A Dog’s (After) Life?

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Border terrierSchubert, the un-evil spawn of a now unfashionable puppy mill, neared his demise. A Boston terrier and a product of Pharaoh-like inbreeding, his days were numbered from the start.

His hips were displaced.
His tongue untowardly wry.
His demeanor difficult, demanding. (Much like a Greek Ptolemaic dynastic.)

Schubert’s healthcare cost a fortune. When he was a playful puppy–the expense of castration and tail cutting were but minor outlays; Procedures in his best interest. Then, he had a full, advantaged life ahead as my esthetically-pleasing fashion statement and devoted companion—years of unconditional puppy love.

Long before me, his kidneys failed. His cancers spread. His movements slowed.

Now, as I considered the exorbitant cost of canine orthopedics, dialysis, chemotherapy, I pondered issues of life and death.

For all of us in this mortal coil, the end is certain–only the date is unknown. Schubert’s time had come. He passed peacefully as his devoted master held him.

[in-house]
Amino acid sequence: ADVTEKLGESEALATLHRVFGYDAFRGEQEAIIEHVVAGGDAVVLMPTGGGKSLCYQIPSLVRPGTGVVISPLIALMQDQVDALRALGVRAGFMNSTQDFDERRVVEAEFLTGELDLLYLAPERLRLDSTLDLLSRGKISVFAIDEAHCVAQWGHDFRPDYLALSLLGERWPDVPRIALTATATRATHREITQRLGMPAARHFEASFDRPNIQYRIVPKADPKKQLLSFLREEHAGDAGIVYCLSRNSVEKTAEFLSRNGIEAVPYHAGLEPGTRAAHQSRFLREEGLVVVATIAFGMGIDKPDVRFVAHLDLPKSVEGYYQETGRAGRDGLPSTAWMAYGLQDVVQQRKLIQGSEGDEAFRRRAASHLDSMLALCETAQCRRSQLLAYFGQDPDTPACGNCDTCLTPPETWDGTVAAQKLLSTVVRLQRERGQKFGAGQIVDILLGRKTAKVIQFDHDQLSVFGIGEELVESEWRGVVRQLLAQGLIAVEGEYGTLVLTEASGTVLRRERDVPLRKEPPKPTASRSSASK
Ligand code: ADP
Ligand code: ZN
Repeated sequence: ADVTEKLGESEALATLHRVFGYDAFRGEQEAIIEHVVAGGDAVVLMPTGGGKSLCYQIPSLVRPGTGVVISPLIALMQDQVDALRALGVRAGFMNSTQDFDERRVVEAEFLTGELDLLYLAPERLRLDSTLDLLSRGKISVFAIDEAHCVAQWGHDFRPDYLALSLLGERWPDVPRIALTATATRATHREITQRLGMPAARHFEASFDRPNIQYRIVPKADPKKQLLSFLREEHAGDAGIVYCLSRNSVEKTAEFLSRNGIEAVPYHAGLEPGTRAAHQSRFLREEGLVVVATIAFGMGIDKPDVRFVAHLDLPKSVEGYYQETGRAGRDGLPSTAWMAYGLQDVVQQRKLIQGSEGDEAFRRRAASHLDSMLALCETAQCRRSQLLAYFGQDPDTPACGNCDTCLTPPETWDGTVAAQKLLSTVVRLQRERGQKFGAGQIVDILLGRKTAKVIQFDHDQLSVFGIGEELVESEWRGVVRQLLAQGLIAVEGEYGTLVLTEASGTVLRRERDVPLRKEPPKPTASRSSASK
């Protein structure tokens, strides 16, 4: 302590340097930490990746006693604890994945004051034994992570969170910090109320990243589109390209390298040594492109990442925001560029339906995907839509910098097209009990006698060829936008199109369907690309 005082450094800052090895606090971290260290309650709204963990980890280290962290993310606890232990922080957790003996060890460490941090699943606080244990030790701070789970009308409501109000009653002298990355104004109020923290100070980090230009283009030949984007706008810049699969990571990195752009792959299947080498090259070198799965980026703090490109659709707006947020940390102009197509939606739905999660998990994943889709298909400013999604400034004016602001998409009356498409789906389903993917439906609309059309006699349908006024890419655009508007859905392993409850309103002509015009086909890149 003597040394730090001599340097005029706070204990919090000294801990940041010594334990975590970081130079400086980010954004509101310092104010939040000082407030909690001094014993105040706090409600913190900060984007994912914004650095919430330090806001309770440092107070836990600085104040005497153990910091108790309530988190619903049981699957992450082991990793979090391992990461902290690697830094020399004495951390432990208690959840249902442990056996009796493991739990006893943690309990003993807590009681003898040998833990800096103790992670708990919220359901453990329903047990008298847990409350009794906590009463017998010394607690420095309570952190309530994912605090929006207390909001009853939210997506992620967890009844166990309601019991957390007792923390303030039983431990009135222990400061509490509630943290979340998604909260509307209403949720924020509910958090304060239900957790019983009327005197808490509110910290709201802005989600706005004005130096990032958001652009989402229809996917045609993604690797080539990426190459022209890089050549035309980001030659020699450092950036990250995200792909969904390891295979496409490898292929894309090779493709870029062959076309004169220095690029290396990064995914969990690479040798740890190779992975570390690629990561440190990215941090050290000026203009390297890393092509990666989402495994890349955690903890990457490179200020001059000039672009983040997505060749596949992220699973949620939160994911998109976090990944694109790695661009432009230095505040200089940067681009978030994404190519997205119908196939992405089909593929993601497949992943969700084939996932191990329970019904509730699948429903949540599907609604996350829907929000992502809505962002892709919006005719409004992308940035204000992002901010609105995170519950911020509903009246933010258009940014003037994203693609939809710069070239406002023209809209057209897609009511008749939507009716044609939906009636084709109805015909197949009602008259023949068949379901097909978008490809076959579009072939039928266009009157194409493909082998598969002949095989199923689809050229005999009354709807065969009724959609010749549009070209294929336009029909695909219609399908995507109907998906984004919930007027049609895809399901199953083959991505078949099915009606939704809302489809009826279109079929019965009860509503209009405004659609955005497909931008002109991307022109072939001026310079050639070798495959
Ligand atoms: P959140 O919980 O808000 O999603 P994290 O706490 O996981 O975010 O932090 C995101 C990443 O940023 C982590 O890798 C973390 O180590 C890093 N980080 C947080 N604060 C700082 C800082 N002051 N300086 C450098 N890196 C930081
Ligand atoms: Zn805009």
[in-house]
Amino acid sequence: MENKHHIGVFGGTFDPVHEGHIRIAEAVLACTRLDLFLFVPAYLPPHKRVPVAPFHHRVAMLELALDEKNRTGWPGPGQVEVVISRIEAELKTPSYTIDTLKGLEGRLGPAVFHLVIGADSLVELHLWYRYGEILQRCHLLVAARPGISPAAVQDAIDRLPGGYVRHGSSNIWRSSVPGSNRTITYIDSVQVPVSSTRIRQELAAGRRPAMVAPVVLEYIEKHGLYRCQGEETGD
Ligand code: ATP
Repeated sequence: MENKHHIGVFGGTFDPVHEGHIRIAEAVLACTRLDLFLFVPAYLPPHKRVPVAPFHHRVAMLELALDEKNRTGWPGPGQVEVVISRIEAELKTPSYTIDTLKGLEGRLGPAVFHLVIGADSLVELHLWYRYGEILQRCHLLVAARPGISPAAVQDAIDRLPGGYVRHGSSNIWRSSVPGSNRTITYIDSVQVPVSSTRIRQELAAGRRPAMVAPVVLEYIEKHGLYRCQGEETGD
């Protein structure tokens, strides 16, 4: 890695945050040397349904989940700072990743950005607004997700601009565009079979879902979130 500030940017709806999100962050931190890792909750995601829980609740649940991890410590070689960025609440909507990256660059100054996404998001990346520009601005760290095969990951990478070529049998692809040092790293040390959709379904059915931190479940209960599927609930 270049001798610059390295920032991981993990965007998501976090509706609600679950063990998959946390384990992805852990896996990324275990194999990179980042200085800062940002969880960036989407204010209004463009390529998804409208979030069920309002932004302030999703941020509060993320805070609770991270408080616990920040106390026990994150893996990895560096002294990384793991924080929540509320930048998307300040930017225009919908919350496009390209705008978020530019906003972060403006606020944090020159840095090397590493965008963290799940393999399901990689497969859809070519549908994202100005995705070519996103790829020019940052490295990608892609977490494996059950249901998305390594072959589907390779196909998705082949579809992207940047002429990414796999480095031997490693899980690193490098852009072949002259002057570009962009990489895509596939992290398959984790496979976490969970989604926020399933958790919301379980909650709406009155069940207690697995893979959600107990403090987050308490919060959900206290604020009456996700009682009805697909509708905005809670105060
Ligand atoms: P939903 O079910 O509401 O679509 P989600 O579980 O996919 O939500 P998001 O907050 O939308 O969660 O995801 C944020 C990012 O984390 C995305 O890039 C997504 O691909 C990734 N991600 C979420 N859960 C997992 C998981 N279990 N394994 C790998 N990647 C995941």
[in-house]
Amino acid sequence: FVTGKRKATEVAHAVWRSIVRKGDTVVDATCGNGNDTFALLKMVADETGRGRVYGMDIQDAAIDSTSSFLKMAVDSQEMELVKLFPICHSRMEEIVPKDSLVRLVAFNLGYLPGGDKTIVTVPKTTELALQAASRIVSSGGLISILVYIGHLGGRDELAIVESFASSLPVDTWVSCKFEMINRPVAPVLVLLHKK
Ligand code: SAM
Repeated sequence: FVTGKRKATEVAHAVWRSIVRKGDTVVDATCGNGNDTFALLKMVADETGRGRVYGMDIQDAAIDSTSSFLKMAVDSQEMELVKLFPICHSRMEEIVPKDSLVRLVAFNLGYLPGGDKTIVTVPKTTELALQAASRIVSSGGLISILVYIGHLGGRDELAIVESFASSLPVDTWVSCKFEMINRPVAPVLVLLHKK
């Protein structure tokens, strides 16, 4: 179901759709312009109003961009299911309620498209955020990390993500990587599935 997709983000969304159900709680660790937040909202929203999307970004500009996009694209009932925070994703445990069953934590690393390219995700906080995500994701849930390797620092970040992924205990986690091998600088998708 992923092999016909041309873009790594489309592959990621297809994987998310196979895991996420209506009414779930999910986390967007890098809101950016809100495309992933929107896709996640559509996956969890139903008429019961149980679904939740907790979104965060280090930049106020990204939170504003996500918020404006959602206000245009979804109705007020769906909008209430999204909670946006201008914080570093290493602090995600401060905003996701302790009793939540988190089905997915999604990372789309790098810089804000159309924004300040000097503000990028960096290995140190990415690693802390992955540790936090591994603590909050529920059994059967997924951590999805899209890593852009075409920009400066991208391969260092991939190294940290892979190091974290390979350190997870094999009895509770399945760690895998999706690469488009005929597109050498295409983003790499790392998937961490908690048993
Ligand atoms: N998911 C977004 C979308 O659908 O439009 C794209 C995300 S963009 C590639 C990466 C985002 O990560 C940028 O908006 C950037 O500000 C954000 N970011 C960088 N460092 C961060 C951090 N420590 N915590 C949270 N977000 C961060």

Would I see my dog in heaven?

I consulted Ouija boards, psychics, card readers, astrologers, and a guy in Vegas who talks to the dead. I always asked “Will I see my beloved Schubert in Heaven?” The answer was always “no”.Flummoxed, I asked “Is Shubert in Heaven?’ Unequivocally, the answer: “Of course, he was good in this life.”

Oh Hell, I wish Schubert had been a wicked dog. It’s gonna be lonely navigating that lake of fire without him.

A boy and his dog should never part.


ABOUT THE AUTHOR

A native Philadelphian, D. A. Belmont’s wisely squandered youth was spent in Florida’s “Venice of America” and wildly in other enthralling fleshpots north and south of the equator. He lives in Fort Lauderdale, Florida and Montevideo, Uruguay. He is the author of Diamondacious which is available online here.

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